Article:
This is good news for those who aren’t sleeping well, since CBD could help you get the sleep you need to live a healthy lifestyle.
CBD as a pre-workout
A lot of the evidence on CBD as a good pre-workout supplement is anecdotal. This does not mean it has no foundation, however. Let’s take a look at how it might be beneficial to take it before a workout, and what it could do for you during exercise.
Some people have reported using CBD as a pre-workout in order to increase their endurance and make their gym sessions that much better. But, is there any truth to this?
To be honest, scientific evidence remains sketchy on this right now. There are anecdotal reports on this, and there isn’t really any harm in trying it yourself since CBD has so few side effects.
However, we wanted to point out in this section that different cannabinoids could actually hinder your endurance. In fact, Brook Henry, PhD, an assistant research scientist at the University of California, has mentioned that a study looked into the effect of THC on exercise. The study found that smoking THC cigarettes reduced the endurance of runners. Of course, the effects of THC are very different to those of CBD, so the latter might not have these negative effects. That said, if you’re wanting to try CBD as a means of increasing endurance, try getting an oil with very little THC.
Discomfort during exercise
When you work out, the body produces more of a certain endocannabinoid called anandamide (AEA), which reduces pain and inflammation. Administering CBD increases the power of AEA because it prevents it from being metabolized, meaning that “there is a plausible biological pathway that might explain how CBD administration could potentially reduce discomfort associated with exercise,” according to Dr. Henry.
Cortisol is a hormone released in response to mental or physical stress. It is released by the adrenal glands and tends to be present in high levels during lifting. Cortisol is regarded within fitness circles as the enemy of bodybuilders because it prevents the build-up of muscle. Anyone who knows a lot about fitness knows that even toning up and losing weight requires lifting of some kind, meaning that cortisol could get in the way. However, cortisol levels spike after about 1 hour of lifting, making it worse for bodybuilders because they are the ones likely to be lifting weights for significant amounts of time.
In general, the more exercise you do, the fitter you will be and the better your body becomes at dealing with physical stress; thus, you release less cortisol. But what if there was a way to reduce cortisol production earlier on, so you could build muscle faster?
Well, another study* conducted at the University of Sao Paulo, which looked at the effects of CBD on cortisol (among other things). The study found that, although a placebo also caused cortisol levels to reduce, CBD caused a much more significant decrease in levels of the hormone. The researchers concluded that CBD interferes with cortisol production, which could be a big incentive for regular gym-goers to use the supplement.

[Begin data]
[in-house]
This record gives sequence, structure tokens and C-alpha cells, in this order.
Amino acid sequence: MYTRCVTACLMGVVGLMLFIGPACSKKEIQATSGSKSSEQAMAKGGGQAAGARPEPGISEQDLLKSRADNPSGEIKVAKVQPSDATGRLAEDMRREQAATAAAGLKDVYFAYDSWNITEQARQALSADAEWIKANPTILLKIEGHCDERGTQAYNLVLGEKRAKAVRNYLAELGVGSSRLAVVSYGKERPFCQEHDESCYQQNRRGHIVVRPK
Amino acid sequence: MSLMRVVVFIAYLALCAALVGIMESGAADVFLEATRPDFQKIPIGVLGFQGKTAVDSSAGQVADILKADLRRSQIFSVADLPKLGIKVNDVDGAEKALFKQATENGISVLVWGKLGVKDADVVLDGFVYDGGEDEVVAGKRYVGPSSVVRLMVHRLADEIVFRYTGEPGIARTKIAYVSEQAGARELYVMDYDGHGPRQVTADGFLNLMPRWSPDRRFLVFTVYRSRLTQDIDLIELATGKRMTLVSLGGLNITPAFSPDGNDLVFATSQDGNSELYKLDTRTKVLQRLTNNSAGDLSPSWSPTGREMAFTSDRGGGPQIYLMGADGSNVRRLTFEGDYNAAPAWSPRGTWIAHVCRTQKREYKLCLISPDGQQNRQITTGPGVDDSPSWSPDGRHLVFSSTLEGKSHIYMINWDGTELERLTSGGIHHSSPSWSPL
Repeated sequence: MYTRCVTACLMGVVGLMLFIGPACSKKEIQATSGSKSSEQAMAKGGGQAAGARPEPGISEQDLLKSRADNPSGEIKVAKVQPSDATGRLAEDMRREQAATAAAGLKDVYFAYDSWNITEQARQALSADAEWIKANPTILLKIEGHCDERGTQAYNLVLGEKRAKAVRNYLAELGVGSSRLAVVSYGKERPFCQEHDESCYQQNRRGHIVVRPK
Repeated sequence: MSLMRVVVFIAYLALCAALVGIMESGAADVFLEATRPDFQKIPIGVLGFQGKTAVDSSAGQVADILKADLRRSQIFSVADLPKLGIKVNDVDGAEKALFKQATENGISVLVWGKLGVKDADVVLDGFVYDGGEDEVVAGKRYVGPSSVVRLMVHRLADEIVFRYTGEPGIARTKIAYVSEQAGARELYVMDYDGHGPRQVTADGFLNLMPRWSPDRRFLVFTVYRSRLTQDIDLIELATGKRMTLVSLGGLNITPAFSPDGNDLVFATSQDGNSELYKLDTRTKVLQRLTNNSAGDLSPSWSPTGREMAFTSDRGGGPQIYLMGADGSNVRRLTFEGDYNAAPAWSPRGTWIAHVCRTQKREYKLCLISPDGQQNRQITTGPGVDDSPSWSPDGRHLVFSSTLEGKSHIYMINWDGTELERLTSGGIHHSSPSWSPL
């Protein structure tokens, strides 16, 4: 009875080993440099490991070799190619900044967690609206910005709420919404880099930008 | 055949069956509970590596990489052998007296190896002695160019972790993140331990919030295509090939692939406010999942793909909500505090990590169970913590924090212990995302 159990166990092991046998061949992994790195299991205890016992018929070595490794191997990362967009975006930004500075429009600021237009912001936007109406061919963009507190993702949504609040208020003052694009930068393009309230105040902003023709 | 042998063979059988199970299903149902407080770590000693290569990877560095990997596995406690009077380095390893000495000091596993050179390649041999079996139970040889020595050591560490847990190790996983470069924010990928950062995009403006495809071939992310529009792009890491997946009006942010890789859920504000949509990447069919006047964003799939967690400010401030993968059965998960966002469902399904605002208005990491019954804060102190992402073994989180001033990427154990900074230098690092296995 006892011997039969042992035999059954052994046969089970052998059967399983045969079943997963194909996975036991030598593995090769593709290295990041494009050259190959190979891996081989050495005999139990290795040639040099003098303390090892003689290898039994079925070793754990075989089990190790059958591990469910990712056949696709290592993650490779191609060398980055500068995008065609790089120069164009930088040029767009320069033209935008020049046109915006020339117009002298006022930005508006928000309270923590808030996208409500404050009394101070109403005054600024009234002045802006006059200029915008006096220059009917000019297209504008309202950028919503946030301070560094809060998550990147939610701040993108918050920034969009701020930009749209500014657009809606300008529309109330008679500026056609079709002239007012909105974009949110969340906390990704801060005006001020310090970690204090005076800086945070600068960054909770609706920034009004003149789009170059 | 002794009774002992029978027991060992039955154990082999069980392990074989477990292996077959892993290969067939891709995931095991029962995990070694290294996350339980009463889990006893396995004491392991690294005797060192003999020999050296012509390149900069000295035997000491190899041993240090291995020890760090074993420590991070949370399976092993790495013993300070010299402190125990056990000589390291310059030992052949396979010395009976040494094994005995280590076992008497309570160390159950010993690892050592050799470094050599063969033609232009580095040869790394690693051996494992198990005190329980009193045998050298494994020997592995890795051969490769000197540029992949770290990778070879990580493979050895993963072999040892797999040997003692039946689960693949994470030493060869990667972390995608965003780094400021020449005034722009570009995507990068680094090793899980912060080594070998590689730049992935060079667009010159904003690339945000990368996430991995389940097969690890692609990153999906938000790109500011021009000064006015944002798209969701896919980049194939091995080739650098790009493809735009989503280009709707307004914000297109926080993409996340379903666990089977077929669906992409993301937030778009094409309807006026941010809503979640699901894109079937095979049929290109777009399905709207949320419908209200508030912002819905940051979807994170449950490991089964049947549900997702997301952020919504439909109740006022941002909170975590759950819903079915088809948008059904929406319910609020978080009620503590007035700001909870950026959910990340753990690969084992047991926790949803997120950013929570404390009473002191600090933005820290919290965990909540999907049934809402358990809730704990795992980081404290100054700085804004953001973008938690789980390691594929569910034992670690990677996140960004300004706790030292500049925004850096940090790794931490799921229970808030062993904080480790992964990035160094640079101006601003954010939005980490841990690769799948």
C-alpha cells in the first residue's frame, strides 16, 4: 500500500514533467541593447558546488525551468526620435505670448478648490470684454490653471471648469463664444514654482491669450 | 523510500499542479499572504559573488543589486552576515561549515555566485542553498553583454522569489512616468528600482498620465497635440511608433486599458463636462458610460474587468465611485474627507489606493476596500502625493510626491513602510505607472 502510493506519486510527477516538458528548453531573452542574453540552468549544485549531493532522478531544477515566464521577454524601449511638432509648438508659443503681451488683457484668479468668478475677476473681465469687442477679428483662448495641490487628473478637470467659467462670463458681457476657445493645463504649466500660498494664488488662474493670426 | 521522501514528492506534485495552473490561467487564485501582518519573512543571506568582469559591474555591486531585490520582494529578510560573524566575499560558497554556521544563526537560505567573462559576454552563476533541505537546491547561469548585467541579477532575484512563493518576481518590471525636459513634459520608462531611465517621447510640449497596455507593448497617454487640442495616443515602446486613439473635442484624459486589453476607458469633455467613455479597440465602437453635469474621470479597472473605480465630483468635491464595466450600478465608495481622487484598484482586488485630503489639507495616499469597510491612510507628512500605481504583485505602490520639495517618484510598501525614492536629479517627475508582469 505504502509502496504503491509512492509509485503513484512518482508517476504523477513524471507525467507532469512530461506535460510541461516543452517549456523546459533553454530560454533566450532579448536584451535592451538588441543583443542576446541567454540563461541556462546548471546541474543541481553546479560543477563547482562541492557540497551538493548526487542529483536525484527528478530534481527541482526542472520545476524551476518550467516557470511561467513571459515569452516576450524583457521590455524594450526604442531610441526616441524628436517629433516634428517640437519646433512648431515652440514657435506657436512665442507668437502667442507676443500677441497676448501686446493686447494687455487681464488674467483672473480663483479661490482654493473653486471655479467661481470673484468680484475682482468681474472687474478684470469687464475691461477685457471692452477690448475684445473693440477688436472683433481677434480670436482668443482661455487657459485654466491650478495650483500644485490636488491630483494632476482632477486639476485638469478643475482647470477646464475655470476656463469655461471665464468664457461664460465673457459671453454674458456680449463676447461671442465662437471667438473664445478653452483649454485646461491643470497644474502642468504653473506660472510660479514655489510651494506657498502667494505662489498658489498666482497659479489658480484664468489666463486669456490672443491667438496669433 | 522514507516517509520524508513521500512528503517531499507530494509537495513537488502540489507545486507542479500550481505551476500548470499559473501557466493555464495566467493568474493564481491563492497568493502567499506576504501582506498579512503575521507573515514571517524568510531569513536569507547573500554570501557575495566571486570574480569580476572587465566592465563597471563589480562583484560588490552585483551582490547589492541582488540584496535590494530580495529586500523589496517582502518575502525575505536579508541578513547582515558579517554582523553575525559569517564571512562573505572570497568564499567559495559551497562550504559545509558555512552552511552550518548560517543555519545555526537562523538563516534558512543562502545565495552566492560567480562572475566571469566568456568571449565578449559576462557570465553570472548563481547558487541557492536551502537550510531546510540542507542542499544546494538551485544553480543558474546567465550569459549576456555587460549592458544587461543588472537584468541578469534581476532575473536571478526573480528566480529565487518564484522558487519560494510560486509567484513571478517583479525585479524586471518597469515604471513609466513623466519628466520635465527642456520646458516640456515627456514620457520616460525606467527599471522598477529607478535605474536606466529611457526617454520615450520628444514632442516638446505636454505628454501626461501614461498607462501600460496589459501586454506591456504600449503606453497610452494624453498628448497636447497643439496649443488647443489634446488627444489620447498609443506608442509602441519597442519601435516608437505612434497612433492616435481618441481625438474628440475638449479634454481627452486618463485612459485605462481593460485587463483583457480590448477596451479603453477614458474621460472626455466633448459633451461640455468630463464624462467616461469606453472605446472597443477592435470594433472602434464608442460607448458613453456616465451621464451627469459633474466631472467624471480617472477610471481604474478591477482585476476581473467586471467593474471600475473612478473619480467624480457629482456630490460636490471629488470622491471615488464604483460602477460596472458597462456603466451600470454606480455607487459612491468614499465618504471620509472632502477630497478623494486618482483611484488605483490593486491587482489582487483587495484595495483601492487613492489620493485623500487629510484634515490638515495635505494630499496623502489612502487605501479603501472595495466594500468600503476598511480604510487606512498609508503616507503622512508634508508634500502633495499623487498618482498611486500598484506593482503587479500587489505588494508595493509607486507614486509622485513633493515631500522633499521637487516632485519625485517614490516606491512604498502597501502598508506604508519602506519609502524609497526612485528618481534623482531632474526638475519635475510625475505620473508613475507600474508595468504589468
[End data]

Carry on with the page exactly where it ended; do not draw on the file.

CBD for athletic recovery
Several athletes, including the NFL’s Derrick Morgan and UFC fighter Chris Camozzi have opened up about their CBD use as a vital part of athletic recovery. But why are professionals turning to this compound?
Pain reduction & anti-inflammatory effects
Scientists have been looking more and more into CBD as a potential analgesic. One study*, published in the Journal of Experimental Medicine, supported previous claims by showing that inflammatory pain was reduced in rats when they were given CBD as a treatment.
This is because CBD has been shown to be an anti-inflammatory. A study* conducted by R. Gallily et al. found that CBD effectively reduced paw swelling and pain in mice.
While both of these studies were conducted on rodent models, it is apparent that CBD could be a very effective painkiller and anti-inflammatory, meaning that it could benefit athletes during the recovery process.
Reduction of muscle spasms
Athletes often suffer muscle spasms as a result of muscle strain, dehydration, or damage to the muscles or nerves.
By reducing pain and inflammation in the muscles, CBD can also reduce spasticity and act as a muscle-relaxant, preventing muscle spasms from occurring.
Final Verdict on Combining CBD with Your Workout
It seems that CBD could be a great help for people looking to work out and live a healthy lifestyle. Alongside anecdotal evidence that CBD oil could be great for boosting endurance as a pre-workout supplement, there is scientific evidence that it could actually benefit you by reducing pain, inflammation, cortisol production, and helping you to sleep better.
So to answer the question “how could CBD be used for the perfect workout?”, you could be using CBD products before or after a workout to maximize your fitness success.
- Sleep: ncbi.nlm.nih.gov/pubmed/23343597
- Cortisol: ncbi.nlm.nih.gov/pubmed/8257923
- Pain: https: nlm.nih.gov/pmc/articles/PMC3371734/
- Inflammation: scirp.org/Journal/PaperInformation.aspx?PaperID=53912#.VP4EIildXvY